Last month, we were quite excited to have Bill Gates join Anthony Salcito on Daily Adventures. Gates revealed a genuine sincerity towards improving teaching and learning and specifically a need for a personalised approach to technology in education. His interview was clear in concept and direction, highlighting the challenge and opportunity for PiL is to continue to be a learning organisation as it works to empower educators and their students.
Here’s an extract from the full interview:
BILL GATES: As a leader in the technology industry, we were thinking quite a bit in the late 1990s and early 2000s about how we could improve education on a global level. We knew education was the cornerstone of social and economic opportunity. We understood from previous initiatives that just giving away software or offering computer training courses wouldn’t enable the kind of changes needed. We also recognized that a one-size-fits-all approach wouldn’t work with a global initiative. So the goal with Partners in Learning was to create an integrated set of resources that could be tailored locally to increase technology access for schools, encourage innovative approaches to pedagogy and professional development for teachers, and provide education leaders with the tools to envision, implement, and manage change.
ANTHONY SALCITO: Microsoft was founded on what was at the time a bold vision for a PC in every home and on every desk. We’re still working to make this a reality globally…but projects are growing broadly in education with rise of tablets and 1:1 computing. What are you most excited about regarding impact on learning with this trend?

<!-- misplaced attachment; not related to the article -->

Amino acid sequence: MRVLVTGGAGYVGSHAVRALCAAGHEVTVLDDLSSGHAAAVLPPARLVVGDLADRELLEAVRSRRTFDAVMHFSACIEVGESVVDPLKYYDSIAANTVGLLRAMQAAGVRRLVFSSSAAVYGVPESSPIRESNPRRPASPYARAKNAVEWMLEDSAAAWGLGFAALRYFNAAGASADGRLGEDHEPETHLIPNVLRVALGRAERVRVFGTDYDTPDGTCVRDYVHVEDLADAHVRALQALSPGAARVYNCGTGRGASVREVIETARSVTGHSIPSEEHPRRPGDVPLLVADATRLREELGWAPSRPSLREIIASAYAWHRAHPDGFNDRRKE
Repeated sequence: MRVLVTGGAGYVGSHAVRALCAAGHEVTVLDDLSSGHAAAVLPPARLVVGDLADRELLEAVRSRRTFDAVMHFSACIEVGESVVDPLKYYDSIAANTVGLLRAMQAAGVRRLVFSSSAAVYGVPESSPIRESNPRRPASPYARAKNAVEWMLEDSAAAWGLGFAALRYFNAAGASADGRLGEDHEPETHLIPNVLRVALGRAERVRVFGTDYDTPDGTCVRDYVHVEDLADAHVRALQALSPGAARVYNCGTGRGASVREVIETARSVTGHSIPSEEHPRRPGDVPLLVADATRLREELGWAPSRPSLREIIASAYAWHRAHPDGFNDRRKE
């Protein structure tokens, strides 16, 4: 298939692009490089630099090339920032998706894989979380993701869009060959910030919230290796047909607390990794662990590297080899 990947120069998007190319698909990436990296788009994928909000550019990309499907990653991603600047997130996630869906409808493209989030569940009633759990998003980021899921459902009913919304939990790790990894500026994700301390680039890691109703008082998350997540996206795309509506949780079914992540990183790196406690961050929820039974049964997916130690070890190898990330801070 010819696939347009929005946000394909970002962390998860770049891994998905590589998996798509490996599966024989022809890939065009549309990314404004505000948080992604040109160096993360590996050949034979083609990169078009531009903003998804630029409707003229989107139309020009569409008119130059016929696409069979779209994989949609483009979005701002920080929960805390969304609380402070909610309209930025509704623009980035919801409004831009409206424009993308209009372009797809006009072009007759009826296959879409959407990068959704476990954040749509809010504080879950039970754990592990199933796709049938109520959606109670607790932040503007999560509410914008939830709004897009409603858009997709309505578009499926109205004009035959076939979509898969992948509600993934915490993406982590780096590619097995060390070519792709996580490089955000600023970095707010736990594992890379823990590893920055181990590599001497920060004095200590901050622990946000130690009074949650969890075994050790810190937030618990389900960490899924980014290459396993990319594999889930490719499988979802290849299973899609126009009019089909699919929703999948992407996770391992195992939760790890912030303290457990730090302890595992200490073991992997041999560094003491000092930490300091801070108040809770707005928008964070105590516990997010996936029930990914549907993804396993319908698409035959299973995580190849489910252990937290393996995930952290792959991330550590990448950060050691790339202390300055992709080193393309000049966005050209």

BILL GATES: When done right, technology can definitely help teachers be more effective and make learning more interesting. We’re seeing an explosion in the use of the Internet to broadcast and post teacher lectures and curriculum. The next step is teasing out the best of that. There are huge opportunities to create more engaging and interactive ways of learning, including personalized learning that gives students and teachers important real-time feedback. “Blended learning” that combines the best parts of classroom teaching and online learning is still a work-in-progress, but an important and exciting one. And we’ve barely scratched the surface when it comes to the use of social networks to increase collaboration among and between teachers and students. We are in an extraordinary period of change in education. My hope and expectation is that PiL will continue to push the frontier over the next five years as it has over the last decade.
So, are you a partner in learning?
Check out this innovid created by Angie Gardner, from Hull City Learning Centre, who demonstrates how easy it is to join more than 4 million teachers, in 119 countries on www.pil-network.com